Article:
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More Toothpastes Mean More Confusion

Which toothpaste is the best for you?

Annual toothpaste sales now exceed $1.5 billion and the industry continues to grow with new products, confusing consumers with varying claims of effectiveness.

"Before you visit the supermarket to buy toothpaste, know what it is that you want to accomplish," explains Mike Stablein, D.D.S., a periodontist. "Patients should consult their dentists for the right products; toothpastes that fit each patient's dental care strategy. For example, people who have sensitive teeth do not want toothpaste that is too abrasive and can cause more problems."

Dr. Stablein says that manufacturers are bringing out new products on a much more regular basis, and the result is a consumer who is unsure which brand is most appropriate for him or her. Following is a list of the basic toothpaste types, their key ingredients, and Dr. Stablein's comments about each paste's effectiveness.

Fluoride Toothpaste -- Key ingredient is sodium fluoride. "This paste acts topically and protects teeth by hardening the outer surface, making teeth less susceptible to tooth decay," says Dr. Stablein. "It will not remove decay."

Desensitizing Toothpastes -- Key ingredient is strontium chloride or potassium nitrate. "It protects exposed dentin by blocking the tubules in the teeth that are connected to nerves," she says. "Patients must use the product for at least a month before any therapeutic effects are felt."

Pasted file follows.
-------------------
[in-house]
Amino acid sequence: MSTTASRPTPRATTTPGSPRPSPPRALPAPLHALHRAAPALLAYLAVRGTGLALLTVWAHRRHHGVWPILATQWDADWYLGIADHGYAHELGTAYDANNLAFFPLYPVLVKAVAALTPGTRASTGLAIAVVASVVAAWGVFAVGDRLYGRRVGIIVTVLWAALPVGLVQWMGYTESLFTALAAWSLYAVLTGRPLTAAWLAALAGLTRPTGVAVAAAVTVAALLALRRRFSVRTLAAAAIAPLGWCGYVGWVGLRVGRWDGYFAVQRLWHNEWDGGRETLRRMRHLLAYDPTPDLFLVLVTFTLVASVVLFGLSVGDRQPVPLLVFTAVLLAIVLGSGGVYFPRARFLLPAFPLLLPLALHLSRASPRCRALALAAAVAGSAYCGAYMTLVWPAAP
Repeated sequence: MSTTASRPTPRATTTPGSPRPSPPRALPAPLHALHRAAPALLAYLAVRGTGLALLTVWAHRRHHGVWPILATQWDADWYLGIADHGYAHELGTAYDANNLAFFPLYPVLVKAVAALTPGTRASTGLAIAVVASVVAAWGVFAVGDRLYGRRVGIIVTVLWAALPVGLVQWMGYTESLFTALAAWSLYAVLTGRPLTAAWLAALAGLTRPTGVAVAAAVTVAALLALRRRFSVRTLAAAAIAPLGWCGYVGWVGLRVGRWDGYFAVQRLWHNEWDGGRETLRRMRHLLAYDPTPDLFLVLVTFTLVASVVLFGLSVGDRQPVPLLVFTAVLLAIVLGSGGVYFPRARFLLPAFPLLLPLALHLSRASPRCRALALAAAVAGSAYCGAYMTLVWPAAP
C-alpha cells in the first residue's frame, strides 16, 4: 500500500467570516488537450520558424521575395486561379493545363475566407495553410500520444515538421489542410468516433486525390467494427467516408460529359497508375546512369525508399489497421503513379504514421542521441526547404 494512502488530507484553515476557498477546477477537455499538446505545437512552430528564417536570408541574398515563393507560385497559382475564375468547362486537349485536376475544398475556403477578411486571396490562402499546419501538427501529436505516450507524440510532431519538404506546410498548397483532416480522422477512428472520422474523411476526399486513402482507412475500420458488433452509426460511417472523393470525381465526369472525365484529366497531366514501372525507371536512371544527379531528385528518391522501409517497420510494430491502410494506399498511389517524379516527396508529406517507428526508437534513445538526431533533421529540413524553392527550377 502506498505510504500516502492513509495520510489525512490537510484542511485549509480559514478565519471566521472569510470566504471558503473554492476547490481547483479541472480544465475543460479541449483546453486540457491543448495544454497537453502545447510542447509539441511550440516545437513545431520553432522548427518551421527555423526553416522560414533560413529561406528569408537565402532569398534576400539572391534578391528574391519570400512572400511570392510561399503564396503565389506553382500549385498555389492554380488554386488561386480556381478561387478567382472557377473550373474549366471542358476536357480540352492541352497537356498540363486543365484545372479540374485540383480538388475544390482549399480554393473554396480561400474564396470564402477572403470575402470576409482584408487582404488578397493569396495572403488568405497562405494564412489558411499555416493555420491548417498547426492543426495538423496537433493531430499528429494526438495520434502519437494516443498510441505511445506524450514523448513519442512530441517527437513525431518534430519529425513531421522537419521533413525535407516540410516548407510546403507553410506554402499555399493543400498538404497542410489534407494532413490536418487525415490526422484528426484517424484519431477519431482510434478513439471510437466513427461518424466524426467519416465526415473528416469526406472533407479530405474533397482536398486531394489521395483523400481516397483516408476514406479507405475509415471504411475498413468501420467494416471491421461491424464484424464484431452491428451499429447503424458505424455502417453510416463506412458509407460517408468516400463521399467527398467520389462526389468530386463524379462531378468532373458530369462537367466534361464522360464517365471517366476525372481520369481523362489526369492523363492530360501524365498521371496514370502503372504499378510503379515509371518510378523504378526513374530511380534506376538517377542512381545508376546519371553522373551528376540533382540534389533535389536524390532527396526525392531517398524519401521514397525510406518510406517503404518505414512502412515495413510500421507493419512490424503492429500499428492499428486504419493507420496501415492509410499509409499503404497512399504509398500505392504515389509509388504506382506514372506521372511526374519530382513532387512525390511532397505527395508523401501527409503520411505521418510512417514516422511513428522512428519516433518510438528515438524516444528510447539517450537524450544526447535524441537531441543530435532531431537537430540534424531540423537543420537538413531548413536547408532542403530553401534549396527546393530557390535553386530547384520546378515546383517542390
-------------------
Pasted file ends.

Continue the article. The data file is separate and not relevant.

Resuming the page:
Whitening Toothpastes -- Key ingredients is sodium fluoride. "The abrasive ingredients may lighten or remove certain stains from the enamel. However, patients may experience gum irritation or increased sensitivity. Not all teeth will whiten the same way. They are not as effective as in-office teeth whitening."

Tartar Control Toothpastes -- Key ingredient is sodium pyrophosphate. "The key ingredient adheres to the tooth above the gum-line. This paste will not remove tartar; just keep it from forming. Prolonged use may create sensitivity."

Baking Soda Toothpaste -- Key ingredient is baking soda. "Baking soda is a mild abrasive that cleans the surface of teeth. However, there is no proven therapeutic value and excessive use may irritate gums."

Antimicrobial Toothpaste -- Key ingredient is triclosan. "It may remove bacteria that can cause gum disease, but we're still waiting for more definitive results. It will not remove or reduce existing tartar."

Dr. Stablein says that all toothpastes are more effective after a dental cleaning, because the clean surface allows them to work better. "I strongly urge patients to talk to their dentists," he concludes. "These studies about toothpastes appear in our professional dental journals so we always are ready to make recommendations about what is the most appropriate paste for a patient. We are more than willing to help."

Remember, only a dentist can diagnose your dental problems and offer the right treatment plan for you. If you need a dentist, call us at 1-866-970-0441 to be connected with one today.

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